Can I Qualify for SSDI Benefits with PTSD?

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Post Traumatic Stress Disorder (PTSD) is a serious anxiety disorder that is typically triggered by an event that triggers feelings of extreme horror, powerlessness, or fear. While PTSD is often a condition associated with returning military service members, previous military service is not a prerequisite to the development or presence of the condition. In fact, one does not even need to experience a situation where a person intends to cause imminent harm or death, such as rape or an attempted murder, to develop PTSD. Experiencing a natural disaster, a severe medical event that effects the individual or a loved one, or even a significant financial or legal setback can all lead to the development of PTSD.

However, PTSD goes beyond a single jarring experience or a period of depression. With a PTSD condition there are actual physical changes to the body, brain, and their chemistry. While treatment is available for PTSD, recovery can be a difficult and taxing road. Unfortunately for some those coping with the severe impairments and limitations that can be caused by PTSD, work can become impossible. Luckily, the Social Security Disability Insurance program can provide covered workers with cash benefits so that they can focus on stabilizing their condition and then recovery.

What Are the Main Ways Someone with PTSD can get Approved for Benefits?

A person suffering from a severe PTSD condition must first be able to meet the SSDI program requirements before their medical condition and, if necessary, occupational and other factors can be considered. In short, those who wish to receive SSDI benefits must satisfy two main program requirements. First, because SSDI operates as an insurance program, the applicant must have worked for a sufficient number of years and, when applicable, must also have sufficient recent work. Aside from the work requirements intended to ensure that only those who have paid-in can draw on the fund, there is also a limit on income. This limit is known as substantial gainful income (SGA). To qualify an applicant who is blind cannot exceed a monthly average of $1820. Non-blind individuals cannot earn more than $1090 on a monthly basis.

Once the applicant has shown that he or she can satisfy the program requirements, the inquiry moves to the specific medical condition or conditions that are alleged by the applicant. The medical condition must be severe in that it causes significant limitations and that it is expected to last for at least 12 months or result in death. First, the Social Security Administration will determine whether the condition meets or equals a listed condition. If the condition cannot qualify alone by meeting or functionally equaling this listing, an applicant may still be approved for benefits through a medical-vocational allowance.

Can one Satisfy an SSDI Listing with PTSD?

As an anxiety-related disorder, a sufferer of PTSD musty be able to demonstrate the presence of the criteria listed in Listing 12.06. To satisfy the listing, two out of three sets of criteria must be satisfied. First,  at least one of the following must be present:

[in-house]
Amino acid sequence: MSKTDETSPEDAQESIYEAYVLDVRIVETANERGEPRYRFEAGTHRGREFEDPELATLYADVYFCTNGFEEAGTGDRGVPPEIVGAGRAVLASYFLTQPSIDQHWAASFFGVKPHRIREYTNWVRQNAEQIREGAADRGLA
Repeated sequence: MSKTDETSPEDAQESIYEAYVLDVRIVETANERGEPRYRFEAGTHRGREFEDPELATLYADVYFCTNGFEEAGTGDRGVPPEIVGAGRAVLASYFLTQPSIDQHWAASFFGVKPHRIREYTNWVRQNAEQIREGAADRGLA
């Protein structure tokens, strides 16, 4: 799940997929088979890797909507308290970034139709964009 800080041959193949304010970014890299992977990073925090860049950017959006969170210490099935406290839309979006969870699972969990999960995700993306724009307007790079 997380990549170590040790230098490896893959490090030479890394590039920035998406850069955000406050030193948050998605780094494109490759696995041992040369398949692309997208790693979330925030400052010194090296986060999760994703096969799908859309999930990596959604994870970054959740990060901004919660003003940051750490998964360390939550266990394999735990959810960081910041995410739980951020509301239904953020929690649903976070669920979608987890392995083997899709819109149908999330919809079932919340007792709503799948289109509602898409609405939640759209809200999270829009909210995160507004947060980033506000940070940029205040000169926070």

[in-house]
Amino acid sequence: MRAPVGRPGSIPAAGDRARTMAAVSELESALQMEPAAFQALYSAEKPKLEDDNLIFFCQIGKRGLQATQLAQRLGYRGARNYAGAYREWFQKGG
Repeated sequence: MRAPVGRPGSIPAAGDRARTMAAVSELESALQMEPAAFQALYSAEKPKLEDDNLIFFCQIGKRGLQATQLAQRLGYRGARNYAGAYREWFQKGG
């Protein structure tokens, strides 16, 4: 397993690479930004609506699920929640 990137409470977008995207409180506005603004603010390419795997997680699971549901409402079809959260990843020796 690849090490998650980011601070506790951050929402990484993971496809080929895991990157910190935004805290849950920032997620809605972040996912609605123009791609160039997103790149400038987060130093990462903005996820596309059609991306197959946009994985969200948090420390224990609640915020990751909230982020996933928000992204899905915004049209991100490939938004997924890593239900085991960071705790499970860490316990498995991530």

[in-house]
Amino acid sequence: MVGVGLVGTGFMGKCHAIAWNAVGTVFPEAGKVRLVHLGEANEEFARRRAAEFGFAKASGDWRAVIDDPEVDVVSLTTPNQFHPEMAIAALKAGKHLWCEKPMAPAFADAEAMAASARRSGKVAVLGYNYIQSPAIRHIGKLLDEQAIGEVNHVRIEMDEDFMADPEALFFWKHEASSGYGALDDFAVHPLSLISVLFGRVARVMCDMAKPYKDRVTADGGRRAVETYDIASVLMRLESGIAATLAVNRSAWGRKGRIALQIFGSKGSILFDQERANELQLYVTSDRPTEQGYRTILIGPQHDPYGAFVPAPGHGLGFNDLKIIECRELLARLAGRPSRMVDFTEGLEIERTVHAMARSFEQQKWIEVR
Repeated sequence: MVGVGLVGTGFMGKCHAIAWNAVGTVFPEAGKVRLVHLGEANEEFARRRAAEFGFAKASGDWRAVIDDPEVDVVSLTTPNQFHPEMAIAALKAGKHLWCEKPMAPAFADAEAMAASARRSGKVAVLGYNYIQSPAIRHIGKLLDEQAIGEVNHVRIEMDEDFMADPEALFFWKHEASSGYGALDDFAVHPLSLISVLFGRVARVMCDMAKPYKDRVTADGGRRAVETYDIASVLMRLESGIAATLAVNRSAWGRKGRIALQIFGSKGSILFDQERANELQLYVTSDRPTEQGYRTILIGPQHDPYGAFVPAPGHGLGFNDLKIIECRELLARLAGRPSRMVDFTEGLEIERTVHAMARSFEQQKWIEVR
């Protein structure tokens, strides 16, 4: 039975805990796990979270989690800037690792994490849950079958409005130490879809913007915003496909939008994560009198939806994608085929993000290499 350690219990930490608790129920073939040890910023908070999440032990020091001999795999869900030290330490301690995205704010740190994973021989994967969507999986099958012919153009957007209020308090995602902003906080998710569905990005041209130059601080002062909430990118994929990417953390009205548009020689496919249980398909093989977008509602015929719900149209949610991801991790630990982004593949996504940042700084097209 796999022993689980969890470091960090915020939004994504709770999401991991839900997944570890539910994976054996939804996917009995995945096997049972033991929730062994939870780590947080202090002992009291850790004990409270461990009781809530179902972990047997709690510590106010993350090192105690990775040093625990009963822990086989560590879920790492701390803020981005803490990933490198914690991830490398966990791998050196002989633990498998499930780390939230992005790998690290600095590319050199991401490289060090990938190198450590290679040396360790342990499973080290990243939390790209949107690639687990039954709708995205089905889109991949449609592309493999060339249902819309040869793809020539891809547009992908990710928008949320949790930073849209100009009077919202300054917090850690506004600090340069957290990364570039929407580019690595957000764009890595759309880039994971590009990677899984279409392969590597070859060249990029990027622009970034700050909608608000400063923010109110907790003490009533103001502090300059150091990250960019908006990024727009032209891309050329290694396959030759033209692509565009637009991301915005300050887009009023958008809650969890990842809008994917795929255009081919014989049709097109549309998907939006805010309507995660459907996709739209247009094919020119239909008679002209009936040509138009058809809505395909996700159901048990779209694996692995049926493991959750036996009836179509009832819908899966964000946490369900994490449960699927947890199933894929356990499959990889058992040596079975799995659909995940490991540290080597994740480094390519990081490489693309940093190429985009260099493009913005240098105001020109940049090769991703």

• Generalized anxiety with at least one of the following: Vigilance and scanning, Apprehensive expectation, Motor tension, autonomic hyperactivity.
  • Recurrent severe panic attacks marked by unpredictable and rapid onset of fear, terror, or doom at least one  per a week.
  • Repeated compulsions or obsessions that result in stress.
  • Intrusive recollections of traumatic experiences.
  • A constant and irrational fear of a particular situation that gives rise to a desire to avoid that situation, activity, or object.

These medically documented finding must result in marked limitations in daily activities, social functioning, maintaining concentration, and episodes of decompensation. Alternatively, a complete inability to function outside of one’s home can also qualify an individual for benefits.

Qualifying for a Medical-Vocational Allowance with PTSD

Even if one’s PTSD condition does not quite rise to the level where it can qualify based on medical records alone, you may still qualify for benefits when your ability to perform current and past work is also considered. In this assessment the combined effects of all severe and non-severe impairments are considered and used to determine the level of activity that you can still continue to perform. This is known as the applicant’s residual functional capacity (RFC). When determining if an individual qualifies for benefits, the claims examiner will determine if the individual can perform the work they used to do. If not, the examiner will consider if there is alternate work available for the applicant to perform. If the applicant cannot perform past or alternate work, he or she will qualify for SSDI benefits.

Rely on our SSDI Experience

Fayetteville AR disability lawyer Ken Kieklak has helped hard-working people who have had to put their lives on hold due to severe injuries, illnesses, and other impairments. To schedule a free and confidential legal consultation, call the Law Practice of Ken Kieklak at (479) 251-7767 or contact us online.

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